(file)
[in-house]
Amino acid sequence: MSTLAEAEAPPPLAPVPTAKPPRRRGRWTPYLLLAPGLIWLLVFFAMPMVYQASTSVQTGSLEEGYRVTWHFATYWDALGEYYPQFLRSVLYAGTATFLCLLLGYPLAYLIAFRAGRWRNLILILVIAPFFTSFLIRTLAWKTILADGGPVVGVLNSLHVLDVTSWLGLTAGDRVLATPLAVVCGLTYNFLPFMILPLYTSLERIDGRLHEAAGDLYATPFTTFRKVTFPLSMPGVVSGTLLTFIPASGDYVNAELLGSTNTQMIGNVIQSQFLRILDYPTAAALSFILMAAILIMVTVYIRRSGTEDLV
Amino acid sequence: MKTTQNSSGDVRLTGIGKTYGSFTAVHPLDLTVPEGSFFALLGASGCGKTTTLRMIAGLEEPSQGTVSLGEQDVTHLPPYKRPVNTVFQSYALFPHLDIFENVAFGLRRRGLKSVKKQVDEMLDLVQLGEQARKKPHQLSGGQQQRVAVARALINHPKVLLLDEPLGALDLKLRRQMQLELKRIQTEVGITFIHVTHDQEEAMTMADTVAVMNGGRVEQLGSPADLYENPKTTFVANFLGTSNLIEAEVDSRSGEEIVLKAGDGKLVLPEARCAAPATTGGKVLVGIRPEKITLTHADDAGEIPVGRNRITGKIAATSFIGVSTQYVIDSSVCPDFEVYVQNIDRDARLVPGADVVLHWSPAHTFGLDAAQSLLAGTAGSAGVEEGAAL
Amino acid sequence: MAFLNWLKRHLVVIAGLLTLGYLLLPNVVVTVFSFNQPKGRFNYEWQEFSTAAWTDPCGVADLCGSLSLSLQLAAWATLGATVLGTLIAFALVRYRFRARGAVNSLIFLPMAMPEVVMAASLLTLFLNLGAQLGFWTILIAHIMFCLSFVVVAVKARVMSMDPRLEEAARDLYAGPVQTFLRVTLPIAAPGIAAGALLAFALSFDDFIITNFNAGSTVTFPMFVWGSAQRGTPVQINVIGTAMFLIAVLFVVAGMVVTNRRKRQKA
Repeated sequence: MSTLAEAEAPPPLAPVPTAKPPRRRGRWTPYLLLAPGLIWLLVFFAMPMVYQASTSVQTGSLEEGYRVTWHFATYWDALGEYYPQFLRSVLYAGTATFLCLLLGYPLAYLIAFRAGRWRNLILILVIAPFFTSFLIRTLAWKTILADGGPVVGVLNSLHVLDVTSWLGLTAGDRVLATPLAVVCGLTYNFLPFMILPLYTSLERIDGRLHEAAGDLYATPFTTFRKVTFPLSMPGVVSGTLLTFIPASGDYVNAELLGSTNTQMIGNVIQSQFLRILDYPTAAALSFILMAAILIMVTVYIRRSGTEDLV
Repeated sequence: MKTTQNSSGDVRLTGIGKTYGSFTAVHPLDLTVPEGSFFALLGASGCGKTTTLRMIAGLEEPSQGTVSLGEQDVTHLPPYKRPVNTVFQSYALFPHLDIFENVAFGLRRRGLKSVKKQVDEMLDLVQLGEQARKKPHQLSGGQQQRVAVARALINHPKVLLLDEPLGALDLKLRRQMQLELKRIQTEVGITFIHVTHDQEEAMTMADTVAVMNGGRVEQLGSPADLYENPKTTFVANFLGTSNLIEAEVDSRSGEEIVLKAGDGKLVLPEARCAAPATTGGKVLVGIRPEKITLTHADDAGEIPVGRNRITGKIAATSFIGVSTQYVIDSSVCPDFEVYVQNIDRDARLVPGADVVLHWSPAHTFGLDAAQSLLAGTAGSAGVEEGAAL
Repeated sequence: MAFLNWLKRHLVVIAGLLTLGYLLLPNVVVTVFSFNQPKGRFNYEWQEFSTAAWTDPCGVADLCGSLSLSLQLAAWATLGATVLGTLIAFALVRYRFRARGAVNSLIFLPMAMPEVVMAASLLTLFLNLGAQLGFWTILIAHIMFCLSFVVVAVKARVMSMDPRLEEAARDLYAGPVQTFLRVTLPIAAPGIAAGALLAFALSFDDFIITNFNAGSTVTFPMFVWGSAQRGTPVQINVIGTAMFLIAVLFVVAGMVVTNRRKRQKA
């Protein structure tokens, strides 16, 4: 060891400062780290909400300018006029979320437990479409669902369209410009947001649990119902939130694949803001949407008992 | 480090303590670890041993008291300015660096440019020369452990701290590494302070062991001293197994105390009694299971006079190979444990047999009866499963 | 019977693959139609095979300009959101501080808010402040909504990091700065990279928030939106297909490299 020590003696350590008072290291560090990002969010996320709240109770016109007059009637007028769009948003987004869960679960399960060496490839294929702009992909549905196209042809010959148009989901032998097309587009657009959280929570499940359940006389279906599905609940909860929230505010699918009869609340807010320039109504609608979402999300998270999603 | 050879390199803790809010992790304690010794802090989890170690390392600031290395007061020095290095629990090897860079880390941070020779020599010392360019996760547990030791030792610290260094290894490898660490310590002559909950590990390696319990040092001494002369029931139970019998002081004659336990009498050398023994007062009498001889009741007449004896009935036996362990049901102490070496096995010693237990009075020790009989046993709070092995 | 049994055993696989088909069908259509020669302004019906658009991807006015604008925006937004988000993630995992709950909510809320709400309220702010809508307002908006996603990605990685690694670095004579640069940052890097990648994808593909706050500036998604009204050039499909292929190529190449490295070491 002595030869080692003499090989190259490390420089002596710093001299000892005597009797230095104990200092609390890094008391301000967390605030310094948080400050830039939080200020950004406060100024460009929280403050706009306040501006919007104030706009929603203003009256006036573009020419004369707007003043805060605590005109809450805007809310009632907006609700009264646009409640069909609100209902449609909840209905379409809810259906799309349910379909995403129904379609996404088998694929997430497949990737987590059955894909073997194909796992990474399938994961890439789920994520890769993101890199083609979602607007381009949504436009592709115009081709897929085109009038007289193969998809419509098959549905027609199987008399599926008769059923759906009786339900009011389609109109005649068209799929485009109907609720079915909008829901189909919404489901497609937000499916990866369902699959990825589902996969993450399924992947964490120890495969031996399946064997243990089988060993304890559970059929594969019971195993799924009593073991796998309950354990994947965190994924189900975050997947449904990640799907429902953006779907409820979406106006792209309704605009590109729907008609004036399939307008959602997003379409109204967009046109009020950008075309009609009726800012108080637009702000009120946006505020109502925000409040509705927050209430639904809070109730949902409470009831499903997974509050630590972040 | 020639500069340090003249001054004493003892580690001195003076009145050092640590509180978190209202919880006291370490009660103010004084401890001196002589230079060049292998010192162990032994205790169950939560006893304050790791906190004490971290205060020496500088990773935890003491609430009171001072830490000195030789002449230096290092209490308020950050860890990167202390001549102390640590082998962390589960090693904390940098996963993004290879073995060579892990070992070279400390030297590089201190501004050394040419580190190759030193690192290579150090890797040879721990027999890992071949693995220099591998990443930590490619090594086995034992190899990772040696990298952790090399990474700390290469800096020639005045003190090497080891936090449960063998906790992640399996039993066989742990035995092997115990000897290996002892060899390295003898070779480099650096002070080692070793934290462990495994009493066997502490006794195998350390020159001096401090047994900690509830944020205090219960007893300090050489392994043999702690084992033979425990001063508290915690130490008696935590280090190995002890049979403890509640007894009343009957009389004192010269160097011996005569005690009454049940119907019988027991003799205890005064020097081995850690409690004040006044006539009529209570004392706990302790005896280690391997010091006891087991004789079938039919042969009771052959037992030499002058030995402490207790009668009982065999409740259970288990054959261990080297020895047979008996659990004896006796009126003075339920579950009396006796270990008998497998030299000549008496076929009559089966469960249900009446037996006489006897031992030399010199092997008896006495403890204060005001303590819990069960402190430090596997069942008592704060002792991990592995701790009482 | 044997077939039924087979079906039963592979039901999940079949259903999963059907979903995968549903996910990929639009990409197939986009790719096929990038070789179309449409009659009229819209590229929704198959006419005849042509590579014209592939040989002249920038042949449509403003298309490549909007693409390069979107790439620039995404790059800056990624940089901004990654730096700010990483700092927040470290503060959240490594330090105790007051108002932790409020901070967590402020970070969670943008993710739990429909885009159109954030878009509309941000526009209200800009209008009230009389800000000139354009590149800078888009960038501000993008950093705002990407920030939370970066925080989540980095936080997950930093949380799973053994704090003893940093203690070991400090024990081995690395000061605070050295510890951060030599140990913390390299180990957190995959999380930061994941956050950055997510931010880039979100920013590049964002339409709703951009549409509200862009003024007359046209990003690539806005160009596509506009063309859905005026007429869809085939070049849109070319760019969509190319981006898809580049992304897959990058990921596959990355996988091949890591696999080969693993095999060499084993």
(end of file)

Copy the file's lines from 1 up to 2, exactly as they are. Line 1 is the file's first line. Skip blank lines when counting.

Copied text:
[in-house]
Amino acid sequence: MSTLAEAEAPPPLAPVPTAKPPRRRGRWTPYLLLAPGLIWLLVFFAMPMVYQASTSVQTGSLEEGYRVTWHFATYWDALGEYYPQFLRSVLYAGTATFLCLLLGYPLAYLIAFRAGRWRNLILILVIAPFFTSFLIRTLAWKTILADGGPVVGVLNSLHVLDVTSWLGLTAGDRVLATPLAVVCGLTYNFLPFMILPLYTSLERIDGRLHEAAGDLYATPFTTFRKVTFPLSMPGVVSGTLLTFIPASGDYVNAELLGSTNTQMIGNVIQSQFLRILDYPTAAALSFILMAAILIMVTVYIRRSGTEDLV